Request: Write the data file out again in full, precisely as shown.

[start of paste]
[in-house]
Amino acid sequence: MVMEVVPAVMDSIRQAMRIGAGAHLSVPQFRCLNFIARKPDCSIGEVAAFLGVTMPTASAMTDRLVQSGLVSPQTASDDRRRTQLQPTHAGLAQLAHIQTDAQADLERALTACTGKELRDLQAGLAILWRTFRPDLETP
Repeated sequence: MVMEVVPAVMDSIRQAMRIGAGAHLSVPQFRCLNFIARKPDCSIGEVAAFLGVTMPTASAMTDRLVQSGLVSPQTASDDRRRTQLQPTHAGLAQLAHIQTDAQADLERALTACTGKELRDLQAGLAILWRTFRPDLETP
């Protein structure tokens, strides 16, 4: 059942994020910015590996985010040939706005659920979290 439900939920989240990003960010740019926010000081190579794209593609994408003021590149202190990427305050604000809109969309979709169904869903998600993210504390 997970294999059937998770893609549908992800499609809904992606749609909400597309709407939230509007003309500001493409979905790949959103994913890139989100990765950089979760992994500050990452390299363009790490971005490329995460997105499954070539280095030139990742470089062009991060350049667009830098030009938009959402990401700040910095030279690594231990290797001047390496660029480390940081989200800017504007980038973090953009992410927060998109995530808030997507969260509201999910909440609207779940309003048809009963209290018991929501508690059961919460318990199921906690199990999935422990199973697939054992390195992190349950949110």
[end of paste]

[in-house]
Amino acid sequence: MVMEVVPAVMDSIRQAMRIGAGAHLSVPQFRCLNFIARKPDCSIGEVAAFLGVTMPTASAMTDRLVQSGLVSPQTASDDRRRTQLQPTHAGLAQLAHIQTDAQADLERALTACTGKELRDLQAGLAILWRTFRPDLETP
Repeated sequence: MVMEVVPAVMDSIRQAMRIGAGAHLSVPQFRCLNFIARKPDCSIGEVAAFLGVTMPTASAMTDRLVQSGLVSPQTASDDRRRTQLQPTHAGLAQLAHIQTDAQADLERALTACTGKELRDLQAGLAILWRTFRPDLETP
């Protein structure tokens, strides 16, 4: 059942994020910015590996985010040939706005659920979290 439900939920989240990003960010740019926010000081190579794209593609994408003021590149202190990427305050604000809109969309979709169904869903998600993210504390 997970294999059937998770893609549908992800499609809904992606749609909400597309709407939230509007003309500001493409979905790949959103994913890139989100990765950089979760992994500050990452390299363009790490971005490329995460997105499954070539280095030139990742470089062009991060350049667009830098030009938009959402990401700040910095030279690594231990290797001047390496660029480390940081989200800017504007980038973090953009992410927060998109995530808030997507969260509201999910909440609207779940309003048809009963209290018991929501508690059961919460318990199921906690199990999935422990199973697939054992390195992190349950949110």